Description The present invention relates generally to the transformation of target models in biometric applications when biometrics system components are updated or revised. A variety of real-world challenges arise in today's voice authentication technology accompanied by an increasing business demand for security in telephone applications. While most of the current challenges are directly or indirectly related to accuracy, robustness and computational efficiency, future field deployments with an ever growing number of biometric (in particular voice-enabled) user accounts will bring new sets of practical issues with them. The dynamically evolving area of biometric authentication, particularly speaker recognition, promises one such challenge: legacy issues in biometric (e.g. voiceprint, fingerprint, etc. model) maintenance. It is reasonable to expect that the average life span of a user account is likely to last longer than an innovation cycle of the underlying authentication technology. In other words, for a voice-enabled (or other biometric) account including the user's model representation, the particular implemented algorithm that created the model may change one or several times during the overall period of using the account. Because the parametric structure of the user models is dictated by the underlying algorithms used to produce them, significant legacy issues (i.e., incompatibilities) can be introduced into existing large-scale databases of users. Consequently, algorithmic changes rendering existing accounts obsolete put in front of infrastructure providers new problems and decisions. For instance, assume that a service provider maintains several hundreds of thousands of voice-enabled accounts including users voiceprint models in their database. These models have a close relationship to data and algorithmic components inherent to the system. With a new generation of updated (improved) components, the provider is faced with the question of how to keep the existing accounts usable (i.e., voice-enabled). Among the few possibilities for addressing this problem are: 1) have users actively re-enroll into the new system, 2) automatically re-enroll users from a stored original waveform, 3) keep multiple system versions on line to support obsolete as well as new accounts, or 4) automatically convert obsolete models to the new configuration. Obviously, each solution builds on different assumptions (e.g. on the existence of an original waveform in case of voiceprints), has different consequences (e.g. increased complexity due to multiple system versions), and degrees of practicability (e.g. having users call to re-enroll, which may be unacceptable). In view of the foregoing, a need has been recognized in connection with maintaining the functionality of users' accounts in the face of ever-changing components. In accordance with at least one presently preferred embodiment of the present invention, the solution no. (4) mentioned above, automatically converting an obsolete user model (based on a legacy system configuration) to a new model (compatible with the updated system) is addressed, while ensuring a minimum compromise in accuracy. Herein, this process is referred to as “model migration” and builds on the assumption that the obsolete model represents the only information available for the account (e.g., that no original waveform exists in case of voice authentication). The primary quality criterion for any model migration technique is its performance in preserving system accuracy. The degree to which individual techniques will perform largely depends on the type of mismatch between the obsolete and the new technology, the background (system) data mismatch, as well as configuration mismatch. While it is desirable to have seamless migration independent of the modeling and features used, it is reasonable to focus first on the more common scenario involving a conversion between two GMM models of different size sharing common feature space. Generally, there is addressed herein the case of mismatched sizes between GMM models that are universal background models with differing data composition; these structures are referred to as substrates. It should thus be recognized that with a change in substrate, every user model (now obsolete) essentially needs to be migrated to a new substrate. In summary, one aspect of the invention provides an apparatus for updating a biometric authentication arrangement, the apparatus comprising: an arrangement for accepting obsolete target models associated with at least one obsolete biometric authentication system substrate; an arrangement for transforming the obsolete target models into updated target models associated with at least one new or revised biometric authentication system substrate; the transforming arrangement being adapted to transform the obsolete target models into updated target models either: without the inclusion of additional data or additional waveform requirements; or with the inclusion of limited auxiliary data or limited auxiliary waveform requirements. Another aspect of the invention provides a method for updating a biometric authentication arrangement, the method comprising the steps of: accepting obsolete target models associated with at least one obsolete biometric authentication system substrate; transforming the obsolete target models into updated target models associated with at least one new or revised biometric authentication system substrate; the transforming step comprising transforming the obsolete target models into updated target models either: without the inclusion of additional data or additional waveform requirements; or with the inclusion of limited auxiliary data or limited auxiliary waveform requirements. Furthermore, an additional aspect of the invention provides a program storage device readable by machine, tangibly embodying a program of instructions executable by the machine to perform method steps for updating a biometric authentication arrangement, the method comprising the steps of: accepting obsolete target models associated with at least one obsolete biometric authentication system substrate; transforming the obsolete target models into updated target models associated with at least one new or revised biometric authentication system substrate; the transforming step comprising transforming the obsolete target models into updated target models either: without the inclusion of additional data or additional waveform requirements; or with the inclusion of limited auxiliary data or limited auxiliary waveform requirements. For a better understanding of the present invention, together with other and further features and advantages thereof, reference is made to the following description, taken in conjunction with the accompanying drawings, and the scope of the invention will be pointed out in the appended claims. Herebelow, numerals in brackets—[ ]—are keyed to the list of references found at the end of this section. As an example, addressed herein is the task of speaker verification and user models having a GMM structure with mean parameters adapted via the Maximum A—Posteriori (MAP) method from a Universal Background Model (UBM) [4]. There is broadly contemplated herein a statistical method to migrate the user mean parameters from an obsolete model, M The following one-iteration algorithm (in numbered steps 1. Reconstruct the obsolete sample means {circumflex over (μ)} 2. Calculate the set of posterior probabilities of Gaussian i of the new UBM accounting for the obsolete sample mean {circumflex over (μ)} 3. Calculate new sample mean estimates on the new substrate: 4. Compute new (migrated) mean parameters via adaptation: The above algorithm can be interpreted as one providing a new MAP estimate based on the new substrate model W In the case of differences in feature spaces due to invertible linear transforms, such as the Maximum Likelihood Linear Transform (MLLT) [2], a straightforward transformation can be applied as follows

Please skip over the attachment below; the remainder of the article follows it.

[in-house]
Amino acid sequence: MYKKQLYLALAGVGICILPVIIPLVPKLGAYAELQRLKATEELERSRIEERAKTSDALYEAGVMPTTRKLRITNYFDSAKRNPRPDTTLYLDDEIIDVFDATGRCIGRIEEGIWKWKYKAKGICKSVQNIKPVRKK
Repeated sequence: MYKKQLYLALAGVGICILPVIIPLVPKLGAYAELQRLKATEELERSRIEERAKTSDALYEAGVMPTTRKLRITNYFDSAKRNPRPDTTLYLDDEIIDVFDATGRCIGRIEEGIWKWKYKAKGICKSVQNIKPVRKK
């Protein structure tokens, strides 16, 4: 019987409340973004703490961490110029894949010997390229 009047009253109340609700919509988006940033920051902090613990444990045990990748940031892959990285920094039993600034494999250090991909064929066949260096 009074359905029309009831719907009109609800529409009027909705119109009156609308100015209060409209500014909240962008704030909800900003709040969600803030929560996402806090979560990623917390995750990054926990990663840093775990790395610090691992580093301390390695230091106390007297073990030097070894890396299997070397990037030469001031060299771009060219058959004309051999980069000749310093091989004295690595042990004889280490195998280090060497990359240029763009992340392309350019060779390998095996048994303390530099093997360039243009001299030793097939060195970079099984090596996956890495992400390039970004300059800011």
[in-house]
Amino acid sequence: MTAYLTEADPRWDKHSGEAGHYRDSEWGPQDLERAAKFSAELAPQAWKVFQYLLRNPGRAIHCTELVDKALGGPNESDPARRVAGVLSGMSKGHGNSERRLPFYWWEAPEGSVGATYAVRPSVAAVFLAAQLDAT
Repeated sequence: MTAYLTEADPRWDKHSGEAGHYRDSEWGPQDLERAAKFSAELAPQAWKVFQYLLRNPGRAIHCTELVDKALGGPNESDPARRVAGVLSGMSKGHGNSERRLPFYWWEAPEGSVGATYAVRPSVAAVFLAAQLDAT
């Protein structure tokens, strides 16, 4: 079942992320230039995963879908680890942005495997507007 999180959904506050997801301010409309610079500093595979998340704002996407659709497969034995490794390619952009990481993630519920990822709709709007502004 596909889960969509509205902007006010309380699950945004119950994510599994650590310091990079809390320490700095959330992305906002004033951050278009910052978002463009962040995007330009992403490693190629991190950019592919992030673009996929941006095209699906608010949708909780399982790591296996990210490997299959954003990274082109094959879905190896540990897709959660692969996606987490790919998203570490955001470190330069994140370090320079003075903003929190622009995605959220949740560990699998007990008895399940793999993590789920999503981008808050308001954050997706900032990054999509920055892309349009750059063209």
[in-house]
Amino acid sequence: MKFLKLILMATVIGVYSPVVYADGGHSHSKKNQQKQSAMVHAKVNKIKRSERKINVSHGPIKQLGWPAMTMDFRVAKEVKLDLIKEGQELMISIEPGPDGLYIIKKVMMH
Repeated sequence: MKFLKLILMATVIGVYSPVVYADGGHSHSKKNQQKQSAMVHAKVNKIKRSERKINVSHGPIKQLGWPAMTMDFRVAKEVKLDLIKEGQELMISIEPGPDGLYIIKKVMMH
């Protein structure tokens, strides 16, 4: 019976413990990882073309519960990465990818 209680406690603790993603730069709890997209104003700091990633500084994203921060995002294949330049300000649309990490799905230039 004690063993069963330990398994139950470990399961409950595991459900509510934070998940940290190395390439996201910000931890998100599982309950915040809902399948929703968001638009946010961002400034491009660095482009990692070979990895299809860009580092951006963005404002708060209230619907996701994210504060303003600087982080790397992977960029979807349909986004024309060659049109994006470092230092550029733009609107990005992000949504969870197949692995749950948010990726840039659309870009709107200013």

Note that in computing the posteriors in Step 2, only the obsolete mean parameters are used. An alternative approach to further include the obsolete covariances into the softcount computation utilizes the symmetric KL divergence of two Gaussians defined as Other distance measures, such as the Bhattacharyya distance may be used in place of the KL divergence (6). The functional block of Feature Mapping (A in The functional block of Waveform Synthesis (C in By way of conclusion, statistical model migration is a viable way of converting models, that were rendered obsolete by system configuration changes, to new models compatible with a new system. It should be understood that the migration techniques discussed and contemplated herein are applicable in a wide range of environments. Thus, while voice authentication in telephony might represent one meaningful environment in which the migration techniques may be employed, they can also be applicable to a wide range of other biometric modeling systems such as fingerprinting, face recognition, hand geometry recognition and iris or retina scans, among many others. [1] D. Reynolds, T. Quatieri, and R. Dunn, “Speaker verification using adapted gaussian mixture models,” [2] U. Chaudhari, J. Navratil, and S. Maes, “Multi-grained modeling with pattern-specific maximum likelihood transformations for text-independent speaker recognition,” [3] (URL) [http://www.]nist.gov/speech/tests/spk/index.htm. [4] G. Ramaswamy, J. Navratil, U. Chaudhari, and R. Zilca, “The IBM system for the NIST 2002 cellular speaker verification evaluation,” in [5] S. Maes, J. Navratil, and U. Chaudhari, [6] U. Chaudhari, J. Navratil, C. Ramaswamy, and R. Zilca, “Future speaker recognition systems: Challenges and solutions,” in [7] D. Chazan, G. Cohen, R. Hoory, and M. Zibulski, “Speech reconstruction from mel-frequency cepstral co-efficients and pitch frequency,” in [8] K. Fukunaga, “Statistical Pattern Recognition,” Academic Press, 2 [9] U.S. Pat. No. 6,529,871 [10] R. O. Duda et al., “Pattern Classification,” John Wiley & Sons, 2 It is to be understood that the present invention, in accordance with at least one presently preferred embodiment, includes an arrangement for accepting obsolete target models and an arrangement for transforming the obsolete target models into updated target models. Together, these elements may be implemented on at least one general-purpose computer running suitable software programs. These may also be implemented on at least one Integrated Circuit or part of at least one Integrated Circuit. Thus, it is to be understood that the invention may be implemented in hardware, software, or a combination of both. If not otherwise stated herein, it is to be assumed that all patents, patent applications, patent publications and other publications (including web-based publications) mentioned and cited herein are hereby fully incorporated by reference herein as if set forth in their entirety herein. Although illustrative embodiments of the present invention have been described herein with reference to the accompanying drawings, it is to be understood that the invention is not limited to those precise embodiments, and that various other changes and modifications may be affected therein by one skilled in the art without departing from the scope or spirit of the invention.